HI everyone !

    • Anonymous
      May 21, 2011 at 6:43 pm

      I would like know if. who had GBS knew about the support group and if they did .Did they get enough support to handle the life style where they live and how to manage life style especially with family. cause I still have problems how to understand how my family cope with my status with GBS. understand GBS is a serious health issue. Sonny GBS survivor 2004.

    • Anonymous
      May 21, 2011 at 9:31 pm

      I had no support dealing with GBS. My doctor told me I would be better in three weeks and I beleaved him. Why would I need support I could handle three weeks. My first support was this forum and my wife found it. My first post took a very long time because my finger would not work and I was pressing the keys too hard or to softly. This forum ws my lifeline for many months and I still visit here often after 18 months.

    • Anonymous
      May 23, 2011 at 12:09 pm

      This site is my main GBS support group. I found it after many months of onset GBS. Gradual acute onset GBS immediately followed my 2007 flu shot. There was no info or answers from the medical people and agencies I turned to, while I suffered and endured the constant agonizing nervous system pain and severe muscle contractions, paralysis and crippling of arms & legs, effects of stroke, and all the rest that comes with GBS.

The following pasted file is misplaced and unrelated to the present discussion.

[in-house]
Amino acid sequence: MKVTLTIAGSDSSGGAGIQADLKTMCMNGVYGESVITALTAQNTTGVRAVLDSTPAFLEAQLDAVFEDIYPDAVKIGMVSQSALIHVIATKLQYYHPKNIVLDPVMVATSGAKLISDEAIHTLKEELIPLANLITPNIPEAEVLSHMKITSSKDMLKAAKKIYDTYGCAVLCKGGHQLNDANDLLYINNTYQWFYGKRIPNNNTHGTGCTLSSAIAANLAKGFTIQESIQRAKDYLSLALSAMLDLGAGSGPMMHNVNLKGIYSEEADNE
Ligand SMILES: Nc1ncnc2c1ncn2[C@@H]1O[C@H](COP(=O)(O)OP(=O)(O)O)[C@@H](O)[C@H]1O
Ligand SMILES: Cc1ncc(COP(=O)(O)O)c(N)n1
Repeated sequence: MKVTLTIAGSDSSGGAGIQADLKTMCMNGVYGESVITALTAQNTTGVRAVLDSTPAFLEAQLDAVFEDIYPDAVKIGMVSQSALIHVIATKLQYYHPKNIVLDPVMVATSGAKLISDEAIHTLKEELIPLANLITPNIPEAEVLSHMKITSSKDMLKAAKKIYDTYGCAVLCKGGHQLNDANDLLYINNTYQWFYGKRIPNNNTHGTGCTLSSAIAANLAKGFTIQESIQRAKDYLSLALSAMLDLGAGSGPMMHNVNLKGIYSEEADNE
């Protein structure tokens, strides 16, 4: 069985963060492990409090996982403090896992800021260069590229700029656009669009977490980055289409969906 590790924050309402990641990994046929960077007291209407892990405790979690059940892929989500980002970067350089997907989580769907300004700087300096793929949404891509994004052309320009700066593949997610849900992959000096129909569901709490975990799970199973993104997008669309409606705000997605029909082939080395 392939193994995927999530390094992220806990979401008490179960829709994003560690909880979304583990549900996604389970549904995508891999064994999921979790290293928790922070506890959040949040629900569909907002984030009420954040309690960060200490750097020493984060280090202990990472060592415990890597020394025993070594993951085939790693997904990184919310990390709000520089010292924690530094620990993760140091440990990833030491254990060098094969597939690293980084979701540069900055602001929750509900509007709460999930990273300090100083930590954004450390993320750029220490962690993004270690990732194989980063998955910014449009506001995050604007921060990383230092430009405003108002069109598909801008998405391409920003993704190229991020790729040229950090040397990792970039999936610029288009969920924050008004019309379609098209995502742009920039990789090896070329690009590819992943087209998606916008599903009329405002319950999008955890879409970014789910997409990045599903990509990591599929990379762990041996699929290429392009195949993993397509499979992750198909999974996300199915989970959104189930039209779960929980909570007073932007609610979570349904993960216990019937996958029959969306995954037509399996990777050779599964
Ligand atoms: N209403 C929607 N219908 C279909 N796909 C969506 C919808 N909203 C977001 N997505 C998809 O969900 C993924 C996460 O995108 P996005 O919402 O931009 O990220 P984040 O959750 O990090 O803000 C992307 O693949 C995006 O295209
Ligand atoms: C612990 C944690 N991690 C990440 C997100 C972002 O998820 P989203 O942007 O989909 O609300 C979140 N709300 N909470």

After many weeks of onset, I found a flu shot pamphlet from prior years which mentioned a rare reaction–GBS, and I then researched the internet for GBS, and found my symptoms. I found other sites which gave out statistics and other info about GBS, and a couple of support group sites. On one site, the info about GBS and the Canadian Medical Association is off-limits to the public, and only the medical professionals have access to it. I’ve settled in here over the past few years, and am very glad for the mutual support and interaction with others in this condition. The upfront knowledge and experience from others has been my mainstay during this terrible ordeal.
      I don’t know how I would have survived without it.

Hi everyone

    • Anonymous
      May 25, 2008 at 9:54 pm

      I’m from Stockton Ca. And I can’t find someone to talk to. Here close to town
      It will help alot to talk.